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Unformatted text preview: n th Order Linear Systems Do not distribute these notes 63 Prof. R.T. M’Closkey, UCLA Introduction to n th order ODEs Consider the n th order linear timeinvariant ODE: d n dt n ( y ( t ))+ a 1 d n 1 dt n 1 ( y ( t )) + ··· + a n 1 d dt ( y ( t )) + a n y ( t ) = b 1 d n 1 dt n 1 ( u ( t )) + ··· + b n 1 d dt ( u ( t )) + b n u ( t ) , or more compactly, y ( n ) + a 1 y ( n 1) + ··· + a n 1 ˙ y + a n y = b 1 u ( n 1) + ··· + b n 1 ˙ u + b n u. (25) Note that this ODE is uniquely specified by the following sets of coefficients: { a 1 , a 2 , . . . , a n } , { b 1 , b 2 , . . . , b n } . (26) Any of these coefficients can be equal to zero, too. We assume constant coefficients (timeinvariance) so we may take the “starting time" of any initial value problem to be t = 0 (we haven’t demonstrated this fact for anything other than first order ODEs but it actually extends to ODEs of any order). We also assume that the input u has as many derivatives as required to make the righthandside of (25) well defined. The initial value problem is stated as: Initial Value Problem. Given the initial conditions { y (0) , ˙ y (0) , ¨ y (0) , . . . , y ( n 1) (0) } , and the input u defined for t ≥ , find a function defined for t ≥ that satisfies (25) and the initial conditions. As in the first order case, the IVP may be solved in an ad hoc manner by considering homogeneous and particular solutions: 1. Homogeneous differential equation. The homogeneous differential equation is: y ( n ) + a 1 y ( n 1) + ··· + a n 1 ˙ y + a n y = 0 , and a solution of the homogeneous ODE, denoted y h , satisfies y ( n ) h + a 1 y ( n 1) h + ··· + a n 1 ˙ y h + a n y h = 0 for all t Do not distribute these notes 64 Prof. R.T. M’Closkey, UCLA FACTS: • It is possible to find n linearly independent functions of t , denoted y h, 1 , y h, 2 , etc., that satisfy the homoge neous ODE. Linear independence is established from the nonzero Wronskian: W ( t ) = det y h, 1 y h, 2 ··· y h,n ˙ y h, 1 ˙ y h, 2 ··· ˙ y h,n . . . . . . . . . y ( n 1) h, 1 y ( n 1) h, 2 ··· y ( n 1) h,n 6 = 0 for all t • An easy way to generate the linear independent set of functions is to first consider the characteristic equation : λ n + a 1 λ n 1 + ··· + a n 1 λ + a n = 0 . The roots of characteristic equation are { λ 1 , λ 2 , . . . , λ n } , and may be distinct, repeated and/or complexvalued. If a root ˜ λ is distinct (it will be real) then we can define one of the functions in the linearly independent set to be e ˜ λt . If a root ˜ λ is repeated m times then y h,k ( t ) = t k 1 e ˜ λt , k = 1 , 2 , . . . , m are m linearly independent functions. If a root is complex valued, say ˜ λ = λ r + jλ i , where j = √ 1 and λ r and λ i represent the real and imaginary parts of the root, respectively, then the complex conjugate of this root is also a root of the characteristic equation due to the fact that we...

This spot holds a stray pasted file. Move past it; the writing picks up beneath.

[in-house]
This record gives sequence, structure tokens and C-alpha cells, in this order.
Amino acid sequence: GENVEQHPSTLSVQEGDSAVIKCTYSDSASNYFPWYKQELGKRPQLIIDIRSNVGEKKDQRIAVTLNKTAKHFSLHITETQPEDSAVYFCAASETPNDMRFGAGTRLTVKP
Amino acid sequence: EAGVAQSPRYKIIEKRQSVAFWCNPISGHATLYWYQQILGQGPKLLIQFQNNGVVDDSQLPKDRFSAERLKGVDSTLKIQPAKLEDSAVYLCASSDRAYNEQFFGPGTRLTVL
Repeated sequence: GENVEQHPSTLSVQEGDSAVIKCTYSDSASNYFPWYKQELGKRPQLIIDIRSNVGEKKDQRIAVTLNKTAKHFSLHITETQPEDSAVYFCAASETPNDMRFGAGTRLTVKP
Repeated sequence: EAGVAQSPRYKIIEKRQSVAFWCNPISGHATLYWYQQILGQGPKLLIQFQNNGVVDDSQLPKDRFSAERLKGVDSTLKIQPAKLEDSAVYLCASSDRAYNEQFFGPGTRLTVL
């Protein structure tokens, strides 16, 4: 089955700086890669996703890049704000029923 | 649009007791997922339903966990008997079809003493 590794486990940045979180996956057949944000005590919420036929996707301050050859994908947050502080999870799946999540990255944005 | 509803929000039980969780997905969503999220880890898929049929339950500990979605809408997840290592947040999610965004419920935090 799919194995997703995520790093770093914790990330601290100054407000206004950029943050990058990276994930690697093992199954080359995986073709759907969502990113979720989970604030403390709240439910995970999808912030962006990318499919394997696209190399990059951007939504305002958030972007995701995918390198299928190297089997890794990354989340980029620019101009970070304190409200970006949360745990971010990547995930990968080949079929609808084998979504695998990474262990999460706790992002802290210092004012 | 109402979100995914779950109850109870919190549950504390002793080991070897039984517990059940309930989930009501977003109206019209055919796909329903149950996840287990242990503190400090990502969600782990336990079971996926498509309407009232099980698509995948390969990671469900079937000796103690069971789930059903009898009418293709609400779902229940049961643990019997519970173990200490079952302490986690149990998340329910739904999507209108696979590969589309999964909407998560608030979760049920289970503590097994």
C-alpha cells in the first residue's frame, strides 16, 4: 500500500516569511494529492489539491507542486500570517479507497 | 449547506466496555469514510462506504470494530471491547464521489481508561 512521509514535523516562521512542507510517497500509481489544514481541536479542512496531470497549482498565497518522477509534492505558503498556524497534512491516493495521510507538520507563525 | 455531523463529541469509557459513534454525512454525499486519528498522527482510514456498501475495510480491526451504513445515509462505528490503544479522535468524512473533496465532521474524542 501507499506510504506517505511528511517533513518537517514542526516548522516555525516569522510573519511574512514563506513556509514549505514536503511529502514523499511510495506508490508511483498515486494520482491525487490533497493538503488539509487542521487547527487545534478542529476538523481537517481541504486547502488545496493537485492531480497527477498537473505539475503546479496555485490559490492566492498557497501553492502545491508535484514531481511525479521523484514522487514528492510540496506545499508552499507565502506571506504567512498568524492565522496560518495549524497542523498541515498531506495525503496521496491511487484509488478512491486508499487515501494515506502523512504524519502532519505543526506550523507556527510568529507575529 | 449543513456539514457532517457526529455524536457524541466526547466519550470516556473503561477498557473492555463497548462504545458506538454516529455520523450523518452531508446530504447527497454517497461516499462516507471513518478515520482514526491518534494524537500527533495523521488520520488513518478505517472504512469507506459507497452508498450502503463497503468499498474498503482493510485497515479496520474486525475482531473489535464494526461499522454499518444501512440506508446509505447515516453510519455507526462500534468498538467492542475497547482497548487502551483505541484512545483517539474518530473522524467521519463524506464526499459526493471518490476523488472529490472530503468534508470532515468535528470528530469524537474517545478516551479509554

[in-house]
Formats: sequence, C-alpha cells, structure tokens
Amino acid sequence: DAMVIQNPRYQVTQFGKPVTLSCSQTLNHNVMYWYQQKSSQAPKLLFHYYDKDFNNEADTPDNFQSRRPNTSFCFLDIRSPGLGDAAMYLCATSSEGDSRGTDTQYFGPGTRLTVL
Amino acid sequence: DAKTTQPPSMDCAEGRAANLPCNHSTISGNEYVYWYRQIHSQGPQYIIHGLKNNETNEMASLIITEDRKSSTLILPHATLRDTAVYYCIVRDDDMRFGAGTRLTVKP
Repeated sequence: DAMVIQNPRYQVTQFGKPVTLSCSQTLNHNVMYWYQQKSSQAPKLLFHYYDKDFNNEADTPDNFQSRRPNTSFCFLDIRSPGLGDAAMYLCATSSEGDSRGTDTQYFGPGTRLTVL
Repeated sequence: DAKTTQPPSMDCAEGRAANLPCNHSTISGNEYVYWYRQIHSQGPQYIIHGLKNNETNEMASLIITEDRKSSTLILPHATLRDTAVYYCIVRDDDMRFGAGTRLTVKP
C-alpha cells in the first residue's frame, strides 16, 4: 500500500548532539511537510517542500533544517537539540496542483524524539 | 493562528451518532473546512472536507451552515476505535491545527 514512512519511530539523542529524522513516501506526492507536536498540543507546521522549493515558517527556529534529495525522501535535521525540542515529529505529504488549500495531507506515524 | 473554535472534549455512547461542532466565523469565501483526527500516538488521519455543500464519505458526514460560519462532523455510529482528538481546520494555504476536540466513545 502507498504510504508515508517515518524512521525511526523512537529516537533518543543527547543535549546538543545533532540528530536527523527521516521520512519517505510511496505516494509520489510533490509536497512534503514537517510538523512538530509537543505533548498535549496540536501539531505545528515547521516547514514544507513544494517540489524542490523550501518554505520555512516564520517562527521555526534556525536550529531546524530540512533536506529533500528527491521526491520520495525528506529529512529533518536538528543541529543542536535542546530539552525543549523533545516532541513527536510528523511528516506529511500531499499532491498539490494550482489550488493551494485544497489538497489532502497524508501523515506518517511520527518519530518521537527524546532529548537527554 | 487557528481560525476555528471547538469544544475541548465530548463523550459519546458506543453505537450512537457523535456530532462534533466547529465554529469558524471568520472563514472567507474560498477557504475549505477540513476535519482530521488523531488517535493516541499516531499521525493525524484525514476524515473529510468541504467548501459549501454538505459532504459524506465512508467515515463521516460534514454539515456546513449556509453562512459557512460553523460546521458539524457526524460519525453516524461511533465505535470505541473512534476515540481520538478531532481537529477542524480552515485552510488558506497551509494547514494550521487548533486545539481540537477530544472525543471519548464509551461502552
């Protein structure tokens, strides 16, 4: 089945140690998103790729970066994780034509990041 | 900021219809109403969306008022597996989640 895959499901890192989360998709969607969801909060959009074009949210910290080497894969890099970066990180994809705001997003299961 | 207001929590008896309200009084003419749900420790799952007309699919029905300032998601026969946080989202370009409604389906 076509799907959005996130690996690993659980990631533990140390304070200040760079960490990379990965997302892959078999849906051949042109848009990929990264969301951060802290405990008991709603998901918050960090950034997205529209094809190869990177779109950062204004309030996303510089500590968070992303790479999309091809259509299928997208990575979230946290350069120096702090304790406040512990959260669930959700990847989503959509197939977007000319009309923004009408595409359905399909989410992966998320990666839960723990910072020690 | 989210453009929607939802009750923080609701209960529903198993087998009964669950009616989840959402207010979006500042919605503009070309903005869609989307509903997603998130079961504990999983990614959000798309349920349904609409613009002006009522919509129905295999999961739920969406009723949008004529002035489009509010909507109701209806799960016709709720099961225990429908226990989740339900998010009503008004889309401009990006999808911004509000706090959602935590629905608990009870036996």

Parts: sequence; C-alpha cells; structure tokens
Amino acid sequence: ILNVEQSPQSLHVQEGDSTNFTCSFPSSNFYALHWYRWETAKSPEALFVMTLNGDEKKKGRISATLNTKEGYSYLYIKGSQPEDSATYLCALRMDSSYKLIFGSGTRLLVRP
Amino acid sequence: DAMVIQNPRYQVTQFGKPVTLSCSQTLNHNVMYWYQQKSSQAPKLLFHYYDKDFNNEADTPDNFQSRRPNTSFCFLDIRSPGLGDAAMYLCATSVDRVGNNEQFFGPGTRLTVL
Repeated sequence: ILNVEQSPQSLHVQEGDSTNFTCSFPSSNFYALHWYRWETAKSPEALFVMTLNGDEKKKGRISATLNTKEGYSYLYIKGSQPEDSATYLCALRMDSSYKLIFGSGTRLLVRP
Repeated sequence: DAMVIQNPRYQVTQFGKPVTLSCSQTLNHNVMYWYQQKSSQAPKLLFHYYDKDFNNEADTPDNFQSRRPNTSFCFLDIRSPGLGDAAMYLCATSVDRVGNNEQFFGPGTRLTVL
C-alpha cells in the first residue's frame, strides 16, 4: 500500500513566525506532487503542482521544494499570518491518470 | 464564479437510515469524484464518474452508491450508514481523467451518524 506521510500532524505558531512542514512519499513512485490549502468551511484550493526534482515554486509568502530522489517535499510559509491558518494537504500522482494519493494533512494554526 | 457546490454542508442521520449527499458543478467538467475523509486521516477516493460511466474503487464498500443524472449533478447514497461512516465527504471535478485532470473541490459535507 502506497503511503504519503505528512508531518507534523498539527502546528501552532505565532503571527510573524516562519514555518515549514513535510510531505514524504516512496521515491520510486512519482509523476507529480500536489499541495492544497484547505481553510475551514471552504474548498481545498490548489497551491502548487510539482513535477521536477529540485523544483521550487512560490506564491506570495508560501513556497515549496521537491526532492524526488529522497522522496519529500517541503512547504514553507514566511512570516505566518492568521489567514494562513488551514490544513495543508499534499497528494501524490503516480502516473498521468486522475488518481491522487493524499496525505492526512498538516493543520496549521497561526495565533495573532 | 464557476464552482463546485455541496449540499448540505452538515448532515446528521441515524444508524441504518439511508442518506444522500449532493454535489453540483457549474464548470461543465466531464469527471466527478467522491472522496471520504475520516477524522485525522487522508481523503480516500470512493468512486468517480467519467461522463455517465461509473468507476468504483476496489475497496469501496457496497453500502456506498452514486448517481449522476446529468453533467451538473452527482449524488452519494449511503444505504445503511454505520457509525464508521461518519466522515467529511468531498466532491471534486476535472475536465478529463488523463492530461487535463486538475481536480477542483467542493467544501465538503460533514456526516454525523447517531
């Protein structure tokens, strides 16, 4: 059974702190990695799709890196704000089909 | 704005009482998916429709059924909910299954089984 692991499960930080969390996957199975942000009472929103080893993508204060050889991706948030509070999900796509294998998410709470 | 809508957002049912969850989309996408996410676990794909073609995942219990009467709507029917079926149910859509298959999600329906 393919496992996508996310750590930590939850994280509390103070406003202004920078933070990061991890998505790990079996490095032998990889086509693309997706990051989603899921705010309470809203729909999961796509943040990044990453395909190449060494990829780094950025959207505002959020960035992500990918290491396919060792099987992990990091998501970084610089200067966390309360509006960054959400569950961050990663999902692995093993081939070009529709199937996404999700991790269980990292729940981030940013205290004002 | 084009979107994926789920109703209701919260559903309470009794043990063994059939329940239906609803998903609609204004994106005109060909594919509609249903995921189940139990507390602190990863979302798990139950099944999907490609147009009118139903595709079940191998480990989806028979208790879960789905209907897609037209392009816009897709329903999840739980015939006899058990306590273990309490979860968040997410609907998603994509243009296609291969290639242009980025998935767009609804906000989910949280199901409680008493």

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 Spring '06
 TSAO
 Prof. R.T. M’Closkey

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